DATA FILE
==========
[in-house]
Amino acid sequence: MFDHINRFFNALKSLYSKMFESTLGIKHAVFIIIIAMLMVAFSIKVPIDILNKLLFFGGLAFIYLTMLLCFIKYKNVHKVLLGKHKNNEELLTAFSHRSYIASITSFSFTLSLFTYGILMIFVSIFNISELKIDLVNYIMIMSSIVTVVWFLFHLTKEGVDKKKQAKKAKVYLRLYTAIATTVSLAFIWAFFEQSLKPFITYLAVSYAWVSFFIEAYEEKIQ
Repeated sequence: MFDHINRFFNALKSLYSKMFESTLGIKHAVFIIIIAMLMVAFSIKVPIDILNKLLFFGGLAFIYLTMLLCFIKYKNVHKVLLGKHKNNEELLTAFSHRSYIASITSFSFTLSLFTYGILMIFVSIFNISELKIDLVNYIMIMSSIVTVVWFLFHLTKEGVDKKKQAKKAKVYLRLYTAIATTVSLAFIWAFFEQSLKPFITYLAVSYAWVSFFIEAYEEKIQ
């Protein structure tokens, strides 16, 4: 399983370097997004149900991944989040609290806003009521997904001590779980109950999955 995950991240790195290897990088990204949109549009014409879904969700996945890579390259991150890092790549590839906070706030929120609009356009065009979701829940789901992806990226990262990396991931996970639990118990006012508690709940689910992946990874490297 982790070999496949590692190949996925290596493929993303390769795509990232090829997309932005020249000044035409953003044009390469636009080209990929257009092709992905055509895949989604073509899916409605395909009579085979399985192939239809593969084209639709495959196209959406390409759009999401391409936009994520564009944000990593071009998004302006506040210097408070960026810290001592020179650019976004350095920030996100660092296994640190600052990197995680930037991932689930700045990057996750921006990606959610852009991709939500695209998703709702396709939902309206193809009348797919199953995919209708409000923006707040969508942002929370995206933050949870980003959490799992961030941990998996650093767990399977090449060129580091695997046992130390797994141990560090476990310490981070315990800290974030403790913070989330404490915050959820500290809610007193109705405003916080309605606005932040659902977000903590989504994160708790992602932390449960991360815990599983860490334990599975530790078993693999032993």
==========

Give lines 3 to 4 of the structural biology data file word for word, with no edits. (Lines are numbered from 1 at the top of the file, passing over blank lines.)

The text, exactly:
Repeated sequence: MFDHINRFFNALKSLYSKMFESTLGIKHAVFIIIIAMLMVAFSIKVPIDILNKLLFFGGLAFIYLTMLLCFIKYKNVHKVLLGKHKNNEELLTAFSHRSYIASITSFSFTLSLFTYGILMIFVSIFNISELKIDLVNYIMIMSSIVTVVWFLFHLTKEGVDKKKQAKKAKVYLRLYTAIATTVSLAFIWAFFEQSLKPFITYLAVSYAWVSFFIEAYEEKIQ
């Protein structure tokens, strides 16, 4: 399983370097997004149900991944989040609290806003009521997904001590779980109950999955 995950991240790195290897990088990204949109549009014409879904969700996945890579390259991150890092790549590839906070706030929120609009356009065009979701829940789901992806990226990262990396991931996970639990118990006012508690709940689910992946990874490297 982790070999496949590692190949996925290596493929993303390769795509990232090829997309932005020249000044035409953003044009390469636009080209990929257009092709992905055509895949989604073509899916409605395909009579085979399985192939239809593969084209639709495959196209959406390409759009999401391409936009994520564009944000990593071009998004302006506040210097408070960026810290001592020179650019976004350095920030996100660092296994640190600052990197995680930037991932689930700045990057996750921006990606959610852009991709939500695209998703709702396709939902309206193809009348797919199953995919209708409000923006707040969508942002929370995206933050949870980003959490799992961030941990998996650093767990399977090449060129580091695997046992130390797994141990560090476990310490981070315990800290974030403790913070989330404490915050959820500290809610007193109705405003916080309605606005932040659902977000903590989504994160708790992602932390449960991360815990599983860490334990599975530790078993693999032993």